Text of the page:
Their research always had a list of recommended steps for improvement. It was easy for me to start the conversation with, “so, what have you been able to accomplish since this GAO report…”

      Even if you are not working in public sector the GAO offers great human capital or transformation/change management-style tips.

      Thanks, as always, for your comments David.

  4. Interesting post on scoping. Among the reasons of project failures or going over-budget is less focus on functional scope clarifications. The proposal documents talk in detail about processes, tools, resouces, schedule, milestones, QA and payment terms; however, they fail to address what constitutes funtional scope, and what is out of scope, and what ‘can be’ considered as change requests.

    Every one including business analysts, project managers, programmers, assume certain things in scope but rarely ensure that they are ‘assuming’ the same thing in same sense.

    1. Each stakeholder or person a project touches has an assumption or filter that always asks “What’s In It For Me?”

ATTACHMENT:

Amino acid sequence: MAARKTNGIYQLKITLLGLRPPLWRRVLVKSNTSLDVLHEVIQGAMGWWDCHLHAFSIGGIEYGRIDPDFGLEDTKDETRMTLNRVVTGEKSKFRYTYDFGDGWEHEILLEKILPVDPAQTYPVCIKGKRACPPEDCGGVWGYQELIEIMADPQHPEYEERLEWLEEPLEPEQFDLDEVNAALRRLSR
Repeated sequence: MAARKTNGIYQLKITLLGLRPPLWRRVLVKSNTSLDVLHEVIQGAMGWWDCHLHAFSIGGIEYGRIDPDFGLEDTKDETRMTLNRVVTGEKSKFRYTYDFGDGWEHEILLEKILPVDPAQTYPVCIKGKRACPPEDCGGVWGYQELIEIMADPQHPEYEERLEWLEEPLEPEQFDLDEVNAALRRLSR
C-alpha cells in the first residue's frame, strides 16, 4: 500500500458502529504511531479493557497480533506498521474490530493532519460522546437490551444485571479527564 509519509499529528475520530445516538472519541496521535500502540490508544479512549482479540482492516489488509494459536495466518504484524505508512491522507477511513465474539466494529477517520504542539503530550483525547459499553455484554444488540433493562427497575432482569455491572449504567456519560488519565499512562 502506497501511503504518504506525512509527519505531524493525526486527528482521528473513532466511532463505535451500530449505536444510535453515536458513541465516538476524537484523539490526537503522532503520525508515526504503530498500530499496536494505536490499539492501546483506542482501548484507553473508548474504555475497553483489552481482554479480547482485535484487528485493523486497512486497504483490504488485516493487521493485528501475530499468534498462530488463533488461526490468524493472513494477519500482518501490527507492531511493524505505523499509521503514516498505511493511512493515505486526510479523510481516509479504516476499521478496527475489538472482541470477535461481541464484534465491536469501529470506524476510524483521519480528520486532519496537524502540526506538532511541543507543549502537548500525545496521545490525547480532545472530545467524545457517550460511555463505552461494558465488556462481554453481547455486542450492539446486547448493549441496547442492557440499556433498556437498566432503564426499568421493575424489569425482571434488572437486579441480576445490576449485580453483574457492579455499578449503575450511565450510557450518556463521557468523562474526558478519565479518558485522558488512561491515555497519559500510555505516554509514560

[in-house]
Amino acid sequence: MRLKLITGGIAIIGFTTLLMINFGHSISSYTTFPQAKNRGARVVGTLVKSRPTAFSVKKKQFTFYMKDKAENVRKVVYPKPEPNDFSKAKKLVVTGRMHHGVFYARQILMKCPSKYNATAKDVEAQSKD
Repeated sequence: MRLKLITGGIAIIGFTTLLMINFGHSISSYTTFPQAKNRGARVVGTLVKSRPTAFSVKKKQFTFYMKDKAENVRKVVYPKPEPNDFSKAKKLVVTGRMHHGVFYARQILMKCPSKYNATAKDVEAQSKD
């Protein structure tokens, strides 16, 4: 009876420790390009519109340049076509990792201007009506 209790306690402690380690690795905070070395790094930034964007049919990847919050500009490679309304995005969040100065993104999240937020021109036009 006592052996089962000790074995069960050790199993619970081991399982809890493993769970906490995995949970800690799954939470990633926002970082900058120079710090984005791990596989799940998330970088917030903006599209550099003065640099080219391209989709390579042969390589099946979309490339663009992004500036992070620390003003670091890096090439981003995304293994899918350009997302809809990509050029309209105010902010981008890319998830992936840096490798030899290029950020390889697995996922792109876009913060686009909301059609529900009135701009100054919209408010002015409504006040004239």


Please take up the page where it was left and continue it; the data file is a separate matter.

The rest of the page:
Scope planning is critical to get that on the table and level-set the scope of the project, not the scope of the stakeholder need. It is a fine line and very difficult to manage. But remains the single most important opportunity for a project to meet goals.

      Of course scope can change, but the way you manage it is not to let scope grow like a weed, but to discover changes or new conditions and actively assess the impact on the original thoughts: risk, both positive and negative.

      Thank you for the comment Vinish.

      Where do you find the greatest opportunity to engage in a real discussion around scope and who needs to be in that room?